Cisco Adds Social Software, Hosted E-Mail to Collaboration Lineup

 
 
By Clint Boulton  |  Posted 2009-11-09
 
 
 

Cisco Nov. 9 embarked on its largest collaboration product launch to date, covering products from IP phones to media servers to unified communications.

The launch theme for today's Cisco Collaboration Summit is "intercompany collaboration," to allow partners and customers to exchange information across firewalls, rather than just enabling employees within businesses and workgroups to work together.   

eWEEK is focusing on the two new markets Cisco has entered today: enterprise social software and hosted e-mail. Cisco will compete with giants Google, IBM and Microsoft and a raft of startups in these areas, particularly in the cluttered social software space.

Leveraging technology from the company's PostPath purchase, Cisco WebEx Mail is a hosted e-mail application intended to go head-to-head with Google's Gmail, Zoho Mail, IBM LotusLive iNotes and Microsoft Exchange Online.

The app supports the MAPI protocol, providing interoperability with Microsoft Outlook. This will make it easier for customers to migrate from Microsoft Exchange to Cisco WebEx Mail on the back end, but keep their Outlook client on the front end if they desire. Cisco WebEx Mail, available in the United States and Canada today, will support mailboxes from five gigabytes to 25 GB.

In social software, the Cisco Enterprise Collaboration Platform lets users create team spaces and communities, adding profiles with customizable views, a corporate directory and social networking tools.

The app, which will compete with IBM Lotus Connections and the swath of enterprise social software products from MindTouch, Socialtext, Jive Software and others, will also include Cisco's unified communications tools, such as real-time voice, instant messaging and video.

A user will be able to find a contact profile and click a button to send an instant message or make an audio call or video chat session. This app also offers a customizable framework for tucking in legacy business applications, as well as a Web 2.0 client based on Yahoo's Zimbra mail app.

Alex Hadden-Boyd, director of Cisco's collaboration platform group, told eWEEK that businesses can think of Enterprise Collaboration Platform as Facebook for the enterprise. However, it is currently in limited availability.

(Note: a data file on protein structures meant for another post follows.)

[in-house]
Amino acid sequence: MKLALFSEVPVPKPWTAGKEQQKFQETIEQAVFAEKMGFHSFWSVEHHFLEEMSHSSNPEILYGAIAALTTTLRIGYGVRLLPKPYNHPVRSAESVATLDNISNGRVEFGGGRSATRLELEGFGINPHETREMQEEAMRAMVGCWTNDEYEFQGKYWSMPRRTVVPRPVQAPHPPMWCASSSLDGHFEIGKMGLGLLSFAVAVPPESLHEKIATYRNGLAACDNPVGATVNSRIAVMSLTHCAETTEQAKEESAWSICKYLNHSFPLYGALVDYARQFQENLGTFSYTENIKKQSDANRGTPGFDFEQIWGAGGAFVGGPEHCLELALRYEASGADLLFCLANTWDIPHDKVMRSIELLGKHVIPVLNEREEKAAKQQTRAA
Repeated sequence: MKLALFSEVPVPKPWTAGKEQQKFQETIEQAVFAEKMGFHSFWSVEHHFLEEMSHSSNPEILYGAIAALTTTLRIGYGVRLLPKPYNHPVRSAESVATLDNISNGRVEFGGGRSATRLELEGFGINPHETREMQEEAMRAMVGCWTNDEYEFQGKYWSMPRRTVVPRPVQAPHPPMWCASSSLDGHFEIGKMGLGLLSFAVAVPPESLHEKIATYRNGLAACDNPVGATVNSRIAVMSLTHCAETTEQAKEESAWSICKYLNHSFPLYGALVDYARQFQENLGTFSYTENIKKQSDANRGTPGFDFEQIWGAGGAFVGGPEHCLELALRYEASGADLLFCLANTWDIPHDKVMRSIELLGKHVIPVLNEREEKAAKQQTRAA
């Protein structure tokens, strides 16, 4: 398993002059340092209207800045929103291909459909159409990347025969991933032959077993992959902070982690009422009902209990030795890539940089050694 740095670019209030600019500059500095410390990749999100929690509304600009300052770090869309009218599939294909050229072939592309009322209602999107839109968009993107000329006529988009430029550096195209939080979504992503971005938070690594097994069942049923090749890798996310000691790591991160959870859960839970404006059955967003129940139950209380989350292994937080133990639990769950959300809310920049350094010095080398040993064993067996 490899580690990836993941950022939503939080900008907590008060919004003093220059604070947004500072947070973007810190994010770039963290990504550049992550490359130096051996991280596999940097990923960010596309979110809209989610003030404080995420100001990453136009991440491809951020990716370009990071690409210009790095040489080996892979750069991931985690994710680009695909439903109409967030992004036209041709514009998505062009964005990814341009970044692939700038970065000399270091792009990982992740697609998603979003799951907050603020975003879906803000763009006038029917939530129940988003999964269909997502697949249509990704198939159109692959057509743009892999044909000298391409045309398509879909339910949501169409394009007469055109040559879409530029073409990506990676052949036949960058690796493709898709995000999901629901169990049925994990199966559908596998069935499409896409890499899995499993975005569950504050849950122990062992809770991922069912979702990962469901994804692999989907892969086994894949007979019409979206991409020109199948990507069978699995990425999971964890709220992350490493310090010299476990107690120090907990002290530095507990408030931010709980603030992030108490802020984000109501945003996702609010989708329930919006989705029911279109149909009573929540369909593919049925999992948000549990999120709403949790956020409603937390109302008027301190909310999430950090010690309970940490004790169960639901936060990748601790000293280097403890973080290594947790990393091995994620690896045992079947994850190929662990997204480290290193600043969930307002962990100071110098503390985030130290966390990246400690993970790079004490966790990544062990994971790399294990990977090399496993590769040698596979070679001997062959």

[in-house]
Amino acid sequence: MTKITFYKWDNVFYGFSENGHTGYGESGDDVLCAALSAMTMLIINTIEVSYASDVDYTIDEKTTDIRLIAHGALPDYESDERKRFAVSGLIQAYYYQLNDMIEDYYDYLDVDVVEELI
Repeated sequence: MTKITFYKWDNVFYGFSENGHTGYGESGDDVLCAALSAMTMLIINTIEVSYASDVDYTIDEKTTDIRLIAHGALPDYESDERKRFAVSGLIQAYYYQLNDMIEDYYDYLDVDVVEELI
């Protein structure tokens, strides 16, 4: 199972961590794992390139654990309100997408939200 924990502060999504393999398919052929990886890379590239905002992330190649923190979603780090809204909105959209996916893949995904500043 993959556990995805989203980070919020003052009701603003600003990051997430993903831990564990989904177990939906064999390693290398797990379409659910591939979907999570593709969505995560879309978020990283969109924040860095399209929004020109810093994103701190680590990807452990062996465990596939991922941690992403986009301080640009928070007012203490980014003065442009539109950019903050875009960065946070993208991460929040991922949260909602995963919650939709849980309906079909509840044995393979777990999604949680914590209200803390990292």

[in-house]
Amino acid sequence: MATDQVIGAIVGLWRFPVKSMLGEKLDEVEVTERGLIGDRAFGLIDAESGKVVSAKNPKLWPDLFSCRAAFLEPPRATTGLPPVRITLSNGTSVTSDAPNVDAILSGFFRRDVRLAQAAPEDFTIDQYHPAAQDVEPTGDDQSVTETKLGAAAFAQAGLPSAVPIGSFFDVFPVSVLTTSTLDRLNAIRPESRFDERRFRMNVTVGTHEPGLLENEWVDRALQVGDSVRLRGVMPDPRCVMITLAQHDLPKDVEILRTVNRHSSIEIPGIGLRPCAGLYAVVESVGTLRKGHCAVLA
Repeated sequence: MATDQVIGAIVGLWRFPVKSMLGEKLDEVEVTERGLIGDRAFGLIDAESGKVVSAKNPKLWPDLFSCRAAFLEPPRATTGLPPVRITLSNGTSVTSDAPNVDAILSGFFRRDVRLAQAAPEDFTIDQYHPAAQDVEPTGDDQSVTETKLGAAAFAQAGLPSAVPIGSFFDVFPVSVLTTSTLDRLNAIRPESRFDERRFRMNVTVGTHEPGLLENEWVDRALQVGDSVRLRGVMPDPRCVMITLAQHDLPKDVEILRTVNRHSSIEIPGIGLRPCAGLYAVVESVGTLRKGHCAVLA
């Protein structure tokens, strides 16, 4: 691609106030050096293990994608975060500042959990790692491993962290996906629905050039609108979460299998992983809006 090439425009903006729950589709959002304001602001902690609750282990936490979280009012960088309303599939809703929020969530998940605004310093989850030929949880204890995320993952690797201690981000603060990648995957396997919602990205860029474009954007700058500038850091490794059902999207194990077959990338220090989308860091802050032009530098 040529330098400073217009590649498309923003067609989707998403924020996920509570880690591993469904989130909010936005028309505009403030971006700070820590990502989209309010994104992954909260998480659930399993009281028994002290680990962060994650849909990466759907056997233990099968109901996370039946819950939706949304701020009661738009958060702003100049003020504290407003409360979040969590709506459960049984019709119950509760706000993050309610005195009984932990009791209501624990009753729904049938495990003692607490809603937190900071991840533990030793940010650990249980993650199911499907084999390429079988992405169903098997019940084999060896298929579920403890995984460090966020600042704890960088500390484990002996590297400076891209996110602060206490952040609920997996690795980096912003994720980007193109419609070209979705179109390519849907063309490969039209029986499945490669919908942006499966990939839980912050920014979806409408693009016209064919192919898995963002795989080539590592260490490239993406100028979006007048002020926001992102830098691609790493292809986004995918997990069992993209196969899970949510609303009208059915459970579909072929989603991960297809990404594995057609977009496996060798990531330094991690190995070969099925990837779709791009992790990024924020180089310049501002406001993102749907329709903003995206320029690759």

If Enterprise Collaboration Platform is Cisco's Facebook for the enterprise, Cisco Show and Share is the company's YouTube for the enterprise.

Show and Share is a social video system that helps companies create video communities, where members can share ideas and knowledge. Show and Share lets companies record, edit and share video with comments, ratings, tagging and RSS feeds. Speech-to-text transcripts can be uploaded for easy video search and viewing.

Users can create videos from Cisco's enterprise video products, or even with the Flip camera Cisco acquired from Pure Digital and upload the content to Show and Share for colleagues, partners and others to view. Show and Share will be available in December. No word on pricing.

Finally, Cisco Pulse provides network-based search for social media. Pulse analyzes content, including video, as it shuttles across the network. It can tell users how often someone is blogging or contributing to a wiki on a subject, and tag that user.

Think of it as behind-the-firewall Digg or delicious. Pulse, which is rolling out in limited availability, also uses speech-to-text technology and phonetics to determine when certain phrases are said in a video to tag based on those comments.

It's clear that Cisco has brushed up on its Web 2.0 chops for this big product release, but eWEEK pointed out that Cisco rivals IBM, Microsoft and Google offer many comparable solutions.

For example, while IBM just joined the hosted e-mail ranks in October, Google has offered hosted e-mail with enterprise-class security for almost three years. On the social software side, startups such as Jive, Socialtext and MindTouch have cultivated rich collaboration platforms.

eWEEK spoke with Guido Jauret, CTO of Cisco's emerging technologies group, to learn some of the distinctions between what Cisco is doing and what everyone else is offering. Check back with eWEEK later Monday morning for that update in a separate report.

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